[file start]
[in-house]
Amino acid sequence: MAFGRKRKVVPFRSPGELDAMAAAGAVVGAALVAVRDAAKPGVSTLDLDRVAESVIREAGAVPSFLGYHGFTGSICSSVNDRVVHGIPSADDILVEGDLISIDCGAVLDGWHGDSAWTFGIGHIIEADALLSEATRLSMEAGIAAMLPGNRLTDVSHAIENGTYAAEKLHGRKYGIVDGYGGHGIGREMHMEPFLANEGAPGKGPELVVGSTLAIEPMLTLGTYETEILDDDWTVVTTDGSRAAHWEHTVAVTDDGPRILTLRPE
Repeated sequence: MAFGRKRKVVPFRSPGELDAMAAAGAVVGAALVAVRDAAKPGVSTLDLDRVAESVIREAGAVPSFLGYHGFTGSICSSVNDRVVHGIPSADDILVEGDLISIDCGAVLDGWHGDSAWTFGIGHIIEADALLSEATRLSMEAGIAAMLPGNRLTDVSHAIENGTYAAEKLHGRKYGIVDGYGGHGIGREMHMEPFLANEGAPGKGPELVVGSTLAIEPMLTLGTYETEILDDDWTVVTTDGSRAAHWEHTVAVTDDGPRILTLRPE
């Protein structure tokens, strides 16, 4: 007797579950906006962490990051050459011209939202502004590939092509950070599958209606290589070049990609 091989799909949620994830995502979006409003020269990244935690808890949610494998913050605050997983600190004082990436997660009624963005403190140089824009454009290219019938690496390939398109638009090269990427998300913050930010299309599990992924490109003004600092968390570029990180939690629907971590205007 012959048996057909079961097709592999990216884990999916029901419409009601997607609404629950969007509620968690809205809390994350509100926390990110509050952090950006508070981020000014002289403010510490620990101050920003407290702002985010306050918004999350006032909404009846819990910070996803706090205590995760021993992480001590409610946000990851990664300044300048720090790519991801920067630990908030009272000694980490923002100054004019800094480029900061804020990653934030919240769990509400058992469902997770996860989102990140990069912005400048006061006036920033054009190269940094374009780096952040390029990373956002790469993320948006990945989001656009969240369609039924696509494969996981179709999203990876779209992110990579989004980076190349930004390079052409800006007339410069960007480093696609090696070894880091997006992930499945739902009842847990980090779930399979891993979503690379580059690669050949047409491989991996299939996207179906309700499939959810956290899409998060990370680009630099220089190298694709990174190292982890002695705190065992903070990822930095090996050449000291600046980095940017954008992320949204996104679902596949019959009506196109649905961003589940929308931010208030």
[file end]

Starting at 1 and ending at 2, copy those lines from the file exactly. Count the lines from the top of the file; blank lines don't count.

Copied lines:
[in-house]
Amino acid sequence: MAFGRKRKVVPFRSPGELDAMAAAGAVVGAALVAVRDAAKPGVSTLDLDRVAESVIREAGAVPSFLGYHGFTGSICSSVNDRVVHGIPSADDILVEGDLISIDCGAVLDGWHGDSAWTFGIGHIIEADALLSEATRLSMEAGIAAMLPGNRLTDVSHAIENGTYAAEKLHGRKYGIVDGYGGHGIGREMHMEPFLANEGAPGKGPELVVGSTLAIEPMLTLGTYETEILDDDWTVVTTDGSRAAHWEHTVAVTDDGPRILTLRPE